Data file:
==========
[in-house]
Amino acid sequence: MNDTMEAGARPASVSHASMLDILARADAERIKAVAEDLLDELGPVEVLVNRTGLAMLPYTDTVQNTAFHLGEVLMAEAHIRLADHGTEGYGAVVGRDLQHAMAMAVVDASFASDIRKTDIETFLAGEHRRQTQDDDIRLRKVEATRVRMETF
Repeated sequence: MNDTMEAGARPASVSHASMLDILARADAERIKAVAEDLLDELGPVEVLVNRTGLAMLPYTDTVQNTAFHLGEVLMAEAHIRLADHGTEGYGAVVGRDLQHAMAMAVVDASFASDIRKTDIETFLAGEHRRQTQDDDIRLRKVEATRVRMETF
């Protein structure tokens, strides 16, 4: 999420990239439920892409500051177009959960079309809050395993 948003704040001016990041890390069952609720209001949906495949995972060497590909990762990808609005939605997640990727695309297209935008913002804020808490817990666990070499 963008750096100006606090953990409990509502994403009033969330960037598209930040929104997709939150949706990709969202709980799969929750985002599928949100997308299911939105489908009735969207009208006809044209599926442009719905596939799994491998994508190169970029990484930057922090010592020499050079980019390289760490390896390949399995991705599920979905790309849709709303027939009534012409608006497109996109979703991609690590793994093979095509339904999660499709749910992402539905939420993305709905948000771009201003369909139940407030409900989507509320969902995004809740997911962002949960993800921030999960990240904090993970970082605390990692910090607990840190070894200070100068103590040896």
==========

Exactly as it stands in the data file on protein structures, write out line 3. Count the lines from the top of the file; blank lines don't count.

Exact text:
Repeated sequence: MNDTMEAGARPASVSHASMLDILARADAERIKAVAEDLLDELGPVEVLVNRTGLAMLPYTDTVQNTAFHLGEVLMAEAHIRLADHGTEGYGAVVGRDLQHAMAMAVVDASFASDIRKTDIETFLAGEHRRQTQDDDIRLRKVEATRVRMETF